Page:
10-08-13, 22:41
According to this, it would appear that Jews are connected heavily to Kurds. In fact, the northern Iraqi province of adiabene (centred around modern day Nineveh) was Jewish (Kurdish to be more precise) and helped the judaeans/Canaanites. This district was situated between the Lycus and Caprus rivers.

dodona
11-08-13, 09:12
Interesting, thank you!

sparkey
12-08-13, 19:07
Please give an original citation instead of copy+pasting. Are you getting these from here (http://www.kurdistanica.com/?q=book/export/html/105) and here (http://www.2001translation.com/Kurds_and_Jews.htm)?

The proposal these two articles seem to suggest is that Kurds are closely related to Jews, largely because of the conversion of the rulers of Adiabene.

To begin with, the 2001 conclusion that Jews and Kurds are incredibly closely related is not supported by later, more detailed autosomal studies, like this one from Dodecad (http://1.bp.blogspot.com/_Ish7688voT0/TR8ox_MI6qI/AAAAAAAADIE/zEcyBpR0U8s/s1600/MDS1600.png). That study showed that different Jewish groups often did not cluster particularly closely, often tending more toward their host populations. Iraqi Jews in that study clustered closest to Syrian Arabs and Lebanese Arabs, with a slight tilt toward Assyrians. Kurds clustered closest to Iranians, and were closer to Georgians and Turks than to any Jewish population (although Uzbek Jews are not that much farther away).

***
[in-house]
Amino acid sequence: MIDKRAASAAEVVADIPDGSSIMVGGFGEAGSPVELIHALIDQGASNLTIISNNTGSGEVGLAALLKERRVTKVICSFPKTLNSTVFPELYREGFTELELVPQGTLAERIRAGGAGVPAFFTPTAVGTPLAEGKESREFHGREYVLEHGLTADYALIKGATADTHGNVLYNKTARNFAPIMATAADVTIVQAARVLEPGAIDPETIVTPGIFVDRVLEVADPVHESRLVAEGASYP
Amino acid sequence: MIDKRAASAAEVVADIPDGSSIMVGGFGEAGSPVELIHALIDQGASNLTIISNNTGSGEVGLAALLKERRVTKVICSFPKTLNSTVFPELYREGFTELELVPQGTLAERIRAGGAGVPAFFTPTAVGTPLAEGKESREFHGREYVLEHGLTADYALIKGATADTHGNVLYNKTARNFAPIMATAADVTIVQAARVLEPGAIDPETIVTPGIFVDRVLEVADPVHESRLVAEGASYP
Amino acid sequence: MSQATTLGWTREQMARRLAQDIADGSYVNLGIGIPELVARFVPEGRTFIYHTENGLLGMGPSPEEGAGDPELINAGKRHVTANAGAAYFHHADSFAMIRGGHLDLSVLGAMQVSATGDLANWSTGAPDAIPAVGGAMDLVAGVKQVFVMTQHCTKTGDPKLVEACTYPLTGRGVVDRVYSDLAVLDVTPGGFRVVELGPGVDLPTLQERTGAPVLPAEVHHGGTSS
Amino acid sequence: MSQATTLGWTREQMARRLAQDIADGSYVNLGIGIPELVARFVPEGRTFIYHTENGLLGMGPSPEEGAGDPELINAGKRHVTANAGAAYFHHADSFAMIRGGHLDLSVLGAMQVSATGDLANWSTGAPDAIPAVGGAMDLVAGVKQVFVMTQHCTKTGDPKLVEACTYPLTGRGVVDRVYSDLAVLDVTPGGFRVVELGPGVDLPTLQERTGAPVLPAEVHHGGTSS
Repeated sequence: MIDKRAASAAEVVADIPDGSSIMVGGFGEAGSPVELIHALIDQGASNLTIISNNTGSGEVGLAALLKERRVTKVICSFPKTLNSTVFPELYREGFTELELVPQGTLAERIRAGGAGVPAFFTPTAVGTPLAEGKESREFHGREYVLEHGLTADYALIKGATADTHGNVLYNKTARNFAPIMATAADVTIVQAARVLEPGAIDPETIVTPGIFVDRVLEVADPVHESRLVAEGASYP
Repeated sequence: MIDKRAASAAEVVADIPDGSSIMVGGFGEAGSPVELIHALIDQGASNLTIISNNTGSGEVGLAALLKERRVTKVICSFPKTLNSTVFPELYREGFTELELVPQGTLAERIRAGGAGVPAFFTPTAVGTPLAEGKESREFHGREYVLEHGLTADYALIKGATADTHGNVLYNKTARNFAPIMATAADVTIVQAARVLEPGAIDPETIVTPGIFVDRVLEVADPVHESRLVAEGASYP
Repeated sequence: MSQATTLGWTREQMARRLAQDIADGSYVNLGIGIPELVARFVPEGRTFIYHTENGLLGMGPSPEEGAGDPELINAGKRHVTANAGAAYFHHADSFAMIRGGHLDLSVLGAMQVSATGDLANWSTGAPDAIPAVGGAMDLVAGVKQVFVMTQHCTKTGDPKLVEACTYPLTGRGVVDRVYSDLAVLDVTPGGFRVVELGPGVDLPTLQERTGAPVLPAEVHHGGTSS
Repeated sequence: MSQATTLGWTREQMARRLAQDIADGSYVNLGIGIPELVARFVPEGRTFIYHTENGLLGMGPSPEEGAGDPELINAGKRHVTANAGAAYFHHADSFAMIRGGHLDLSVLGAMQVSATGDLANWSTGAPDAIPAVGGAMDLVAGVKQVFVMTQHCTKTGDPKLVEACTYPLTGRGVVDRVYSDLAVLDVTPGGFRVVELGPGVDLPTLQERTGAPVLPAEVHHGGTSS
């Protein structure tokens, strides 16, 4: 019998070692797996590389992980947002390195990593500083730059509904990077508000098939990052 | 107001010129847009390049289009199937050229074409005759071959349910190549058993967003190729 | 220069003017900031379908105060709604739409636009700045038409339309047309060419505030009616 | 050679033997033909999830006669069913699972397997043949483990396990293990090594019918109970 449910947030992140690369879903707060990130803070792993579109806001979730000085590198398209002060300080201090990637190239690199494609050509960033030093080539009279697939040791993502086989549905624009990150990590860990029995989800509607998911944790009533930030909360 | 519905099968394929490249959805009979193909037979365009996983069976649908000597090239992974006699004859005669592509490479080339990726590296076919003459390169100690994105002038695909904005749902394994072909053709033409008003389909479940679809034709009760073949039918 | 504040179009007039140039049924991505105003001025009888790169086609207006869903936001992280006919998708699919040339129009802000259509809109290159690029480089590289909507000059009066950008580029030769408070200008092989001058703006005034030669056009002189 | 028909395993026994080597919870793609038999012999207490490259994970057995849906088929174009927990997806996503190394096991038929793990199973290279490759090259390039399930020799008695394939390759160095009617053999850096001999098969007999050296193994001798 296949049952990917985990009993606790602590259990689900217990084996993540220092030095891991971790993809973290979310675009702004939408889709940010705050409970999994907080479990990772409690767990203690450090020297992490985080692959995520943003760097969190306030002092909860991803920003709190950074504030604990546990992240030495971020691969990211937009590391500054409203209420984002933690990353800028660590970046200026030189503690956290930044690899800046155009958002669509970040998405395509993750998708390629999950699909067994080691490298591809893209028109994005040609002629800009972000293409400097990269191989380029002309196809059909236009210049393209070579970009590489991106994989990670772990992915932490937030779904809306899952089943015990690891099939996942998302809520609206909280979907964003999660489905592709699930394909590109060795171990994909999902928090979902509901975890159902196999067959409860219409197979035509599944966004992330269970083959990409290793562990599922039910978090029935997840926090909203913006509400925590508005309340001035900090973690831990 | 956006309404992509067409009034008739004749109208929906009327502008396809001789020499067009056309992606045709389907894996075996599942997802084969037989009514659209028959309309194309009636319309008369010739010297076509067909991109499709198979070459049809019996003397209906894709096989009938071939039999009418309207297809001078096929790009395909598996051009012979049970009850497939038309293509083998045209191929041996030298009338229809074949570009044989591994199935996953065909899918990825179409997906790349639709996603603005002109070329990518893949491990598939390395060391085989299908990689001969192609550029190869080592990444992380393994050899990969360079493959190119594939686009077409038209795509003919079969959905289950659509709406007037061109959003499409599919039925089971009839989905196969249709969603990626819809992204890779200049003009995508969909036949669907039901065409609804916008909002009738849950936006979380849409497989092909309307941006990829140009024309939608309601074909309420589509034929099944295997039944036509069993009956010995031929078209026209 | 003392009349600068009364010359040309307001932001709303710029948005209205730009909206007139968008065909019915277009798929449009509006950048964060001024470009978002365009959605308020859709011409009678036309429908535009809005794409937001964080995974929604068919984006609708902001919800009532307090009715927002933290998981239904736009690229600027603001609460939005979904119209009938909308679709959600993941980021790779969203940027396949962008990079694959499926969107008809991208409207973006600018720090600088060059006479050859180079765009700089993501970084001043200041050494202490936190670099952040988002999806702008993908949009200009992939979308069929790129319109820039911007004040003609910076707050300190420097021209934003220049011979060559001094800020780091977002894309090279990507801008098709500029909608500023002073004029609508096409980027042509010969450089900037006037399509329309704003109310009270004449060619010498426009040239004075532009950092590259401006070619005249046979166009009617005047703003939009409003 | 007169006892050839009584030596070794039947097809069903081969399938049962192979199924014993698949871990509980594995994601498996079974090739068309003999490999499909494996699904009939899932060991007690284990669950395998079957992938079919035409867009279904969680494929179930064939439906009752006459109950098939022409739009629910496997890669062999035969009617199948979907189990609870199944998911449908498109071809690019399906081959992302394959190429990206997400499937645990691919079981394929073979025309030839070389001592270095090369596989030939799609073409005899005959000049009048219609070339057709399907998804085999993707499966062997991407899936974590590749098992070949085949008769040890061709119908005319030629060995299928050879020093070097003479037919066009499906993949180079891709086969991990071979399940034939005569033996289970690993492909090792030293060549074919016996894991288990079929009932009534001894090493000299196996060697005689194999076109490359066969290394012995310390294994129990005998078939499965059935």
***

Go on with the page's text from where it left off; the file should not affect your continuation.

But beyond that, the idea that the conversion of the rulers of Adiabene could affect modern Kurdish populations is a bit farfetched. The rulers of Adiabene were likely Iranic, but not likely Kurdish in particular; more likely, they were Median or Mannaean in origin (i.e. cousins of Kurds only). The common people were probably largely Assyrian; the ancestors of the Kurds at that time were much more likely to have lived to the north, probably in Corduene. The rulers of Adiabene are thought to have fled to modern Iranian Azerbaijan before the Kurds settled near Nineveh in large numbers. So regardless of whether Jewish input is being proposed for the rulers of Adiabene only, or if that input is being proposed to have extended to the common people, we wouldn't expect the conversion of the rulers of Adiabene to have influenced any modern Kurdish/Jewish kinship.